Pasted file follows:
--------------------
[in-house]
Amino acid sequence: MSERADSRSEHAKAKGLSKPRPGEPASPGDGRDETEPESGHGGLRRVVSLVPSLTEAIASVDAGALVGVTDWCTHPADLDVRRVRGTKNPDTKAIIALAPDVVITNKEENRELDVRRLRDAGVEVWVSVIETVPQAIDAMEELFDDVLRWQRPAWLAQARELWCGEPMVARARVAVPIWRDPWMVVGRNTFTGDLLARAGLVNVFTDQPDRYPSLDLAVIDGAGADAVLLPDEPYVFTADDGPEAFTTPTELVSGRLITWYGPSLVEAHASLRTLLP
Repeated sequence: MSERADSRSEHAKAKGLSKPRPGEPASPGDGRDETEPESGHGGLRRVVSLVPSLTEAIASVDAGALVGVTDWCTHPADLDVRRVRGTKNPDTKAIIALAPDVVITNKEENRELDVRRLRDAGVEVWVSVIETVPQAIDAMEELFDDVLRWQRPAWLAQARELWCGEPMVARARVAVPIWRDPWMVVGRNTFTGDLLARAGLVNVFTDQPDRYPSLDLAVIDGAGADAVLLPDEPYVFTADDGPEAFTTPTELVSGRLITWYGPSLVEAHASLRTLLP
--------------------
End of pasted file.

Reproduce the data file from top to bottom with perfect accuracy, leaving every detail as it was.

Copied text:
[in-house]
Amino acid sequence: MSERADSRSEHAKAKGLSKPRPGEPASPGDGRDETEPESGHGGLRRVVSLVPSLTEAIASVDAGALVGVTDWCTHPADLDVRRVRGTKNPDTKAIIALAPDVVITNKEENRELDVRRLRDAGVEVWVSVIETVPQAIDAMEELFDDVLRWQRPAWLAQARELWCGEPMVARARVAVPIWRDPWMVVGRNTFTGDLLARAGLVNVFTDQPDRYPSLDLAVIDGAGADAVLLPDEPYVFTADDGPEAFTTPTELVSGRLITWYGPSLVEAHASLRTLLP
Repeated sequence: MSERADSRSEHAKAKGLSKPRPGEPASPGDGRDETEPESGHGGLRRVVSLVPSLTEAIASVDAGALVGVTDWCTHPADLDVRRVRGTKNPDTKAIIALAPDVVITNKEENRELDVRRLRDAGVEVWVSVIETVPQAIDAMEELFDDVLRWQRPAWLAQARELWCGEPMVARARVAVPIWRDPWMVVGRNTFTGDLLARAGLVNVFTDQPDRYPSLDLAVIDGAGADAVLLPDEPYVFTADDGPEAFTTPTELVSGRLITWYGPSLVEAHASLRTLLP